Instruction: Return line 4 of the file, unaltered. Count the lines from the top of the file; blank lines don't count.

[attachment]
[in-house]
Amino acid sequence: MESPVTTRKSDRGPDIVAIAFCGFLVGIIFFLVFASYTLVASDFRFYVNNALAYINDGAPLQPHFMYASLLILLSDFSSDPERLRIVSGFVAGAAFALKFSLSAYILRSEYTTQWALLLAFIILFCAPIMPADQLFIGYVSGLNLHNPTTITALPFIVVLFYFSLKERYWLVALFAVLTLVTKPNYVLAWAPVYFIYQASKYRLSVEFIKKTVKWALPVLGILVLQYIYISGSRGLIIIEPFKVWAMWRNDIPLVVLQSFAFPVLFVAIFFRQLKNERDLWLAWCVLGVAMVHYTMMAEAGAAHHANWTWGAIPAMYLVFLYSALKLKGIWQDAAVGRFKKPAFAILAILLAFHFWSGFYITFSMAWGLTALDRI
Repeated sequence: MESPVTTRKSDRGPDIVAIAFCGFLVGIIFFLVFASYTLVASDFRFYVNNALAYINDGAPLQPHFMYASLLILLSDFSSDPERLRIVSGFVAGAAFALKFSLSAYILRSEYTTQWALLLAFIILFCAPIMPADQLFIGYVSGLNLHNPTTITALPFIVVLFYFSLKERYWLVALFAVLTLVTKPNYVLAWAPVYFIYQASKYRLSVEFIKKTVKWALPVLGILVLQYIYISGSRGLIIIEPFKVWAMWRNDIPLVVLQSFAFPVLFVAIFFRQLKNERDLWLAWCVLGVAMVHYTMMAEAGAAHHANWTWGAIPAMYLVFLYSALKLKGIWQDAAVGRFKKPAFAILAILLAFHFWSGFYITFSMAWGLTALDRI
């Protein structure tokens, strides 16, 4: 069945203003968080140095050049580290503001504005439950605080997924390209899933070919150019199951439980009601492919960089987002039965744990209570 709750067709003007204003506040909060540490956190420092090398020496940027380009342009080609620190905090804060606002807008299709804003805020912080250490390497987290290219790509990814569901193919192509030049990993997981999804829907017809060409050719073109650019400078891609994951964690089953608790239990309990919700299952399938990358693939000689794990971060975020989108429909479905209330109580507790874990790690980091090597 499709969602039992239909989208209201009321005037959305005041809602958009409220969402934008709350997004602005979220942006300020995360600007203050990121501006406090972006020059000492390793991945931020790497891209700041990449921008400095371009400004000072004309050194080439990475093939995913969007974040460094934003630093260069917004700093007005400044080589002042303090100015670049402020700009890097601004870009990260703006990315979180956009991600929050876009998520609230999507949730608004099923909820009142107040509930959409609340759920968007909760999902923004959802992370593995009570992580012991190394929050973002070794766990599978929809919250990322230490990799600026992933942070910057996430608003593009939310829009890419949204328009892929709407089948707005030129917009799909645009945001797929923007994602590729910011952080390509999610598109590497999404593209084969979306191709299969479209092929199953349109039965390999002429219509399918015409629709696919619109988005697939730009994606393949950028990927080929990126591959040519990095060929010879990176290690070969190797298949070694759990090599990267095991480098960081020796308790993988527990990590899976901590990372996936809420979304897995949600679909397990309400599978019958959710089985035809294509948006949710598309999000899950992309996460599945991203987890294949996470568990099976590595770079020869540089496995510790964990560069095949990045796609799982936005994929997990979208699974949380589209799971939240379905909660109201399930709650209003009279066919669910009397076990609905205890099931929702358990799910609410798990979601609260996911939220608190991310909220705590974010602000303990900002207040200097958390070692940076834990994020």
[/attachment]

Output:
């Protein structure tokens, strides 16, 4: 069945203003968080140095050049580290503001504005439950605080997924390209899933070919150019199951439980009601492919960089987002039965744990209570 709750067709003007204003506040909060540490956190420092090398020496940027380009342009080609620190905090804060606002807008299709804003805020912080250490390497987290290219790509990814569901193919192509030049990993997981999804829907017809060409050719073109650019400078891609994951964690089953608790239990309990919700299952399938990358693939000689794990971060975020989108429909479905209330109580507790874990790690980091090597 499709969602039992239909989208209201009321005037959305005041809602958009409220969402934008709350997004602005979220942006300020995360600007203050990121501006406090972006020059000492390793991945931020790497891209700041990449921008400095371009400004000072004309050194080439990475093939995913969007974040460094934003630093260069917004700093007005400044080589002042303090100015670049402020700009890097601004870009990260703006990315979180956009991600929050876009998520609230999507949730608004099923909820009142107040509930959409609340759920968007909760999902923004959802992370593995009570992580012991190394929050973002070794766990599978929809919250990322230490990799600026992933942070910057996430608003593009939310829009890419949204328009892929709407089948707005030129917009799909645009945001797929923007994602590729910011952080390509999610598109590497999404593209084969979306191709299969479209092929199953349109039965390999002429219509399918015409629709696919619109988005697939730009994606393949950028990927080929990126591959040519990095060929010879990176290690070969190797298949070694759990090599990267095991480098960081020796308790993988527990990590899976901590990372996936809420979304897995949600679909397990309400599978019958959710089985035809294509948006949710598309999000899950992309996460599945991203987890294949996470568990099976590595770079020869540089496995510790964990560069095949990045796609799982936005994929997990979208699974949380589209799971939240379905909660109201399930709650209003009279066919669910009397076990609905205890099931929702358990799910609410798990979601609260996911939220608190991310909220705590974010602000303990900002207040200097958390070692940076834990994020």